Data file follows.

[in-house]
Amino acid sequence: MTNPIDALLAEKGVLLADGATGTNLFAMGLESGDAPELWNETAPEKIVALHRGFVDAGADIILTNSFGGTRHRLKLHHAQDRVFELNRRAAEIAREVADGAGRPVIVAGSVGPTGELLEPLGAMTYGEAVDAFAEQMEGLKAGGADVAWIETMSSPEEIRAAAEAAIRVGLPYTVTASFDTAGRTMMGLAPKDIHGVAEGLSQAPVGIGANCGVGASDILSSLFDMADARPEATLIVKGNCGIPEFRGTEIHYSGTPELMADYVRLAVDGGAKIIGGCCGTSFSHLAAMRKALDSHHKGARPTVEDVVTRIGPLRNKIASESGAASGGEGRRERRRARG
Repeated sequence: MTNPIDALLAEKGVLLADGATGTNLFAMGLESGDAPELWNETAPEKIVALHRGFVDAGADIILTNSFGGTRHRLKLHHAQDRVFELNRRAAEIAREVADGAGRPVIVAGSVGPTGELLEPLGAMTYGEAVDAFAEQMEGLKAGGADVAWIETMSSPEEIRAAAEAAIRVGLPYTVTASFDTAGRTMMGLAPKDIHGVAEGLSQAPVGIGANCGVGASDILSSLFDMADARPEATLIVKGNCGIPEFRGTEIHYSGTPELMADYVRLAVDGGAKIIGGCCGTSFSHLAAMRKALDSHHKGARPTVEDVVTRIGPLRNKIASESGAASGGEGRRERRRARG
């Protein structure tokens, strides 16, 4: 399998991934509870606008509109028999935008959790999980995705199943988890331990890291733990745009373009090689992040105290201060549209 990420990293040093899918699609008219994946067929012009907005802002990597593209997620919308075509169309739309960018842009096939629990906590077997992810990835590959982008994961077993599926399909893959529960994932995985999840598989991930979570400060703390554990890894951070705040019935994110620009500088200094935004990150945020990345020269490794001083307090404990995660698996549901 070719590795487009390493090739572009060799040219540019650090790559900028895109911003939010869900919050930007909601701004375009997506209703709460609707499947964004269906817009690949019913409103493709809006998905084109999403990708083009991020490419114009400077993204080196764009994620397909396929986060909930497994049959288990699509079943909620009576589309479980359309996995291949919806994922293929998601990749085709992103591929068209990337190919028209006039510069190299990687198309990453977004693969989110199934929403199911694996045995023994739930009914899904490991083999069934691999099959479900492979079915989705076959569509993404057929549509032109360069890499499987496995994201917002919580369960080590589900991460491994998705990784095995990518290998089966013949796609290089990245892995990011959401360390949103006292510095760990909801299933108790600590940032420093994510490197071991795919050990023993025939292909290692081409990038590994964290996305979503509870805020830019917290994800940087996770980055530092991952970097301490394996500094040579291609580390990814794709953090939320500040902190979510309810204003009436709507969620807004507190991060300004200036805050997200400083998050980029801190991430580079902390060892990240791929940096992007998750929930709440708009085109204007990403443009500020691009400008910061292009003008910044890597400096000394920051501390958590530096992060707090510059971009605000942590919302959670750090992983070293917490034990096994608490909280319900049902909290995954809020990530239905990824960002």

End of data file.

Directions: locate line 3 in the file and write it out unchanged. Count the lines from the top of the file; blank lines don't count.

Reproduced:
Repeated sequence: MTNPIDALLAEKGVLLADGATGTNLFAMGLESGDAPELWNETAPEKIVALHRGFVDAGADIILTNSFGGTRHRLKLHHAQDRVFELNRRAAEIAREVADGAGRPVIVAGSVGPTGELLEPLGAMTYGEAVDAFAEQMEGLKAGGADVAWIETMSSPEEIRAAAEAAIRVGLPYTVTASFDTAGRTMMGLAPKDIHGVAEGLSQAPVGIGANCGVGASDILSSLFDMADARPEATLIVKGNCGIPEFRGTEIHYSGTPELMADYVRLAVDGGAKIIGGCCGTSFSHLAAMRKALDSHHKGARPTVEDVVTRIGPLRNKIASESGAASGGEGRRERRRARG